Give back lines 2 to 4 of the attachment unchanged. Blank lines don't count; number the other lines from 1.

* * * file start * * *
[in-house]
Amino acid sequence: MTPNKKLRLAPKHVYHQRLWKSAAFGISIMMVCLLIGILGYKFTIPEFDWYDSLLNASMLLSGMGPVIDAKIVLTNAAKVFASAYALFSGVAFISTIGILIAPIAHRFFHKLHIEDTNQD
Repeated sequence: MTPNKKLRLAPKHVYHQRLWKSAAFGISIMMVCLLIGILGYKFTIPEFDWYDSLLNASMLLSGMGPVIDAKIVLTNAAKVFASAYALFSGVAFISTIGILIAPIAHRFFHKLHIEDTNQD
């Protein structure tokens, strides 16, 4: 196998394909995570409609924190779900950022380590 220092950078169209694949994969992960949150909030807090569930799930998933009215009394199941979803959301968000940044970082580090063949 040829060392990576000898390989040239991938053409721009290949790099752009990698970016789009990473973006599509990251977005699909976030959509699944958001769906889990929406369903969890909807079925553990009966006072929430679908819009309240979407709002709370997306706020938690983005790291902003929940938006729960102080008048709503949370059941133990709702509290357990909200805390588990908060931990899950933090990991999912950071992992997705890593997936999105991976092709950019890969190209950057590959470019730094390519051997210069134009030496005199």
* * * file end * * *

Amino acid sequence: MTPNKKLRLAPKHVYHQRLWKSAAFGISIMMVCLLIGILGYKFTIPEFDWYDSLLNASMLLSGMGPVIDAKIVLTNAAKVFASAYALFSGVAFISTIGILIAPIAHRFFHKLHIEDTNQD
Repeated sequence: MTPNKKLRLAPKHVYHQRLWKSAAFGISIMMVCLLIGILGYKFTIPEFDWYDSLLNASMLLSGMGPVIDAKIVLTNAAKVFASAYALFSGVAFISTIGILIAPIAHRFFHKLHIEDTNQD
């Protein structure tokens, strides 16, 4: 196998394909995570409609924190779900950022380590 220092950078169209694949994969992960949150909030807090569930799930998933009215009394199941979803959301968000940044970082580090063949 040829060392990576000898390989040239991938053409721009290949790099752009990698970016789009990473973006599509990251977005699909976030959509699944958001769906889990929406369903969890909807079925553990009966006072929430679908819009309240979407709002709370997306706020938690983005790291902003929940938006729960102080008048709503949370059941133990709702509290357990909200805390588990908060931990899950933090990991999912950071992992997705890593997936999105991976092709950019890969190209950057590959470019730094390519051997210069134009030496005199």